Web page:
Bill Kristol spoke at the
UJ President Robert Wexler, in his dialogue with Kristol, prefaced one of his questions by quoting this paragraph from Kristol’s Weekly Standard editorial last week:
“Bush has two more years. Whatever happens in November's elections, the country cannot afford his all-U.N.-all-the-time defensive crouch. It is not too late to increase the size of the military; to work with Japan, rather than kowtowing to China, on North Korea; to institute an interdiction regime around that country; to act with a coalition of the willing to bomb airfields and aircraft assisting genocide in Sudan; to help the democrats in and near Russia; to insist on real sanctions and pressure on Iran, backed by the threat of force; and generally to stop huffing and puffing about what is unacceptable and intolerable -- only to then accept the unacceptable and tolerate the intolerable. But it is getting late.”
Before Wexler could get to his question, the quotation elicited the largest round of applause of the evening.
In a JCI interview before his presentation, we asked Kristol a question relating to the paragraph that Wexler later quoted:
JCI: . . . My question relates to the piece that you just wrote in the Weekly Standard, where you talked about the Bush administration perhaps putting itself in the position where it will have to accept the unacceptable. The word “unacceptable” as it relates to Iran has been used by the President, Vice-President, the Secretary of State and John Bolton, the UN representative -- most of them multiple times. Once you say that, is it possible to accept the unacceptable, or is the Bush administration on a course where it needs to do something one way or the other before he leaves office?
Kristol: Well I hope he does something. I hope he begins laying the groundwork for serious sanctions and then if necessary perhaps for military action. What worries me is that he is not laying that groundwork, and he can’t just pivot suddenly in 2008 and order bombs away, you know. You need Congressional authorization, probably; you need to have laid the groundwork politically here at home; you need to have tried pressure and sanctions, which we aren’t even at yet with
. People say things are unacceptable -- there’s a lot of history on this in the twentieth century -- and unfortunately sometimes accept them. We said a North Korean atomic bomb was unacceptable. So I think Bush means to do well and I think he does not want Iran to have nuclear weapons, but I’m not sure he has thought through a real strategy to prevent it. Iran
JCI: Is there a strategy in your view?
Kristol: Yeah, I think so -- a combination of serious pressure, not waiting on the UN, having a sense of urgency, and helping dissidents within the country and really trying to see what you can do to really disrupt the nuclear program with a real threat of force, but not letting yourself be bargained down to the lowest common denominator in accord with the Europeans in the case of Iran or in accord with China and Russia in the case of North Korea. Look -- alliances and allies are important, but we’re letting ourselves I think be dragged down to the lowest common denominator.
The “lowest common denominator” is the tacitly shared view among Russia, China and Europe that a nuclear armed Iran is not an immediate threat to them (they will be eaten last), that it might even operate as a beneficial brake on American power, and that their own interests lie more in continued access to Iranian oil and commercial opportunities than in attempting to stop the Iranian nuclear program.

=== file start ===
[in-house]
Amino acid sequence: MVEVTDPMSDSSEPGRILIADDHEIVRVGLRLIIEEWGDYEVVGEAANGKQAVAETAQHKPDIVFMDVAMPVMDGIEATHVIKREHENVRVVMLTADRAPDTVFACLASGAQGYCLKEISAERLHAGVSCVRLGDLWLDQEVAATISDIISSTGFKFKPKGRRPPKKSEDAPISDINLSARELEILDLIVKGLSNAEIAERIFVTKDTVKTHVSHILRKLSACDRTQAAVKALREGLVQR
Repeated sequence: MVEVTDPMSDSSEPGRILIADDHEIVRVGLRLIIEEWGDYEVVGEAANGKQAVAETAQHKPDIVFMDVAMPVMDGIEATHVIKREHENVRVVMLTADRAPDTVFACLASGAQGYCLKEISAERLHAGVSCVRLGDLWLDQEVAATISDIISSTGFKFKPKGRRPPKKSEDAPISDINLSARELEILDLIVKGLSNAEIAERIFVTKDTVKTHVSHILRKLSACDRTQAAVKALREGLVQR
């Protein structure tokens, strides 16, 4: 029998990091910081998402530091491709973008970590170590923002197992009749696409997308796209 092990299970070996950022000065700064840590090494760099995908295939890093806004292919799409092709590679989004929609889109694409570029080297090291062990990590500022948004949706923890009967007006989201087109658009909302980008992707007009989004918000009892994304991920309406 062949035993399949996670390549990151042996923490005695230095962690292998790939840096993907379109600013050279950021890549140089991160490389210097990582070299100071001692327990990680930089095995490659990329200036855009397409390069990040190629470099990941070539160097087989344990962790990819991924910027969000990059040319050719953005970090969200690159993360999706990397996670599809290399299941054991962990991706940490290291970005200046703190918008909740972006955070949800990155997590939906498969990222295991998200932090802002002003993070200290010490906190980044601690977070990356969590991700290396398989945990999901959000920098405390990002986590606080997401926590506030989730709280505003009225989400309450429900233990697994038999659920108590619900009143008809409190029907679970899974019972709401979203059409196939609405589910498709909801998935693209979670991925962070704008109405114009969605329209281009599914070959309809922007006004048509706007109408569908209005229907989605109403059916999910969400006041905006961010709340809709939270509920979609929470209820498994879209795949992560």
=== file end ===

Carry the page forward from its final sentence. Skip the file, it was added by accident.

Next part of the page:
The common denominators are thus much more likely ultimately to distance themselves from the Great Satan than to join it in any serious action. Even the sainted Colin Powell could not get
During the UJ colloquy following his presentation, Kristol noted that the pursuit of the lowest common denominator strategy has already been seriously counterproductive:
I think without incredible pressure or military force it’s very unlikely that Iran will in any way back off from its nuclear program, or that those in Iran -- and there are many -- who think this is unwise or imprudent would gain leverage against those who want to go ahead with the nuclear program.
One of the bad side effects of our looking weak and hesitant is that in the last year Ahmadinejad’s been running around provoking everyone, behaving like a madman, thumbing his nose at the U.S. and the West -- and he pays no price. And if one were an opponent of Admadinejad in Iran -- not a dissident, but someone in government who is kind of a more cautious type, and you’ve been warning, “gee, this will get us in trouble” -- and [Admadinejad] gets in no trouble at all -- it’s very bad for the internal dynamics in Iran. I think we have inadvertently helped to strengthen [hardliners] in
by not responding vigorously. Iran
Earlier this year, John Hinderaker at Power Line noted the anomaly between (a) the frequent statements by the Bush administration that an Iranian bomb is unacceptable, and (b) the likely inability of Bush to order military action on his own, given the impact of
After the election, Bush should go to Congress -- especially if it is a Democratic Congress -- and seek a substantial increase in the size of the armed forces and a standing authorization to use military force, if the president ultimately determines it is necessary, to prevent
We might as well find out now whether Congress concurs that the nuclear armament of nations who have threatened the
Ironically, only a standing Congressional authorization of force -- particularly following a contentious national election relating to
And it is getting late.